The FIA had enough and banned the team for bringing the sport into disrepute.
It’s of course ridiculous to suggest Toro Rosso would try and kill a driver who is undoubtedly one of the stars of the future, but I am arguing that the team knowingly allowed one of its cars onto a circuit when it was clearly unsafe to do so.
The team cannot claim ignorance of this fact, nor can they claim ignorance of the potential risks to drivers, marhals and spectators by doing so. The rules are extremely clear. People can die – and have died – from being hit by debris. That fact is irrefutable.
But where too is the FIA’s accountability in all of this? The FIA has pledged to undertake further activities to make drivers safer in the wake of Justin Wilson’s fatal accident, and it could – and should – have used this incident to draw a clear line in the sand. A line that can no longer be crossed.
The rules as they are written indicate a minimum penalty of a grid drop. In the past, however, teams were handed big fines for releasing their cars in an unsafe condition.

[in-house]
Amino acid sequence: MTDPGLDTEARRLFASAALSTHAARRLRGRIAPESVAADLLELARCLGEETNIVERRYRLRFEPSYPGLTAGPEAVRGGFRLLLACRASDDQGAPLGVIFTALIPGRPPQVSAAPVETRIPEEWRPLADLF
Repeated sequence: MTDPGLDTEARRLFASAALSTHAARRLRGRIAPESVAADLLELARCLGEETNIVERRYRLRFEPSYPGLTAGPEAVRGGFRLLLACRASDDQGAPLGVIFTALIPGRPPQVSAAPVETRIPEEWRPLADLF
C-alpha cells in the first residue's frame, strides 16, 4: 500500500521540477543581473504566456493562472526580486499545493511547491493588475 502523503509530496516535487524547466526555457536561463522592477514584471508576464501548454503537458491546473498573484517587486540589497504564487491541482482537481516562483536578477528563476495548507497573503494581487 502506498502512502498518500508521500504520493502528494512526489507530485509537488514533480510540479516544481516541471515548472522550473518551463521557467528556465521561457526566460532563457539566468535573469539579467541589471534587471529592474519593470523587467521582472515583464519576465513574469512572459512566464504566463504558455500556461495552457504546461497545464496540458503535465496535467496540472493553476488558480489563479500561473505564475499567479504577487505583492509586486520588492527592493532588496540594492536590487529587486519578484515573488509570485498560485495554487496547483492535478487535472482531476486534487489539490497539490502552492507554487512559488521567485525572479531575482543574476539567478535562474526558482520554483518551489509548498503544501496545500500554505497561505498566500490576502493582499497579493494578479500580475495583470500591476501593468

Why was there no fine (not that it would have made much of a difference)? Why didn’t the FIA use this opportunity to put their foot down and say ‘This conduct is completely unacceptable’ and make an example of Toro Rosso – are we to suggest that drinks giant Red Bull has too much clout? Why is this yet another example of the FIA’s weak governance under the presidency of Jean Todt? Why will no one take a stance?
Until the sport ‘walks the talk’ and starts taking a zero tolerance approach to these kind of safety breaches, we will continue to run the risk that somewhere, at some point, another person will be seriously injured or killed.
To continue down this path is irresponsible. It is negligent. It is repugnant. It is appalling.
Images via ESPN, FOM, Scuderia Toro Rosso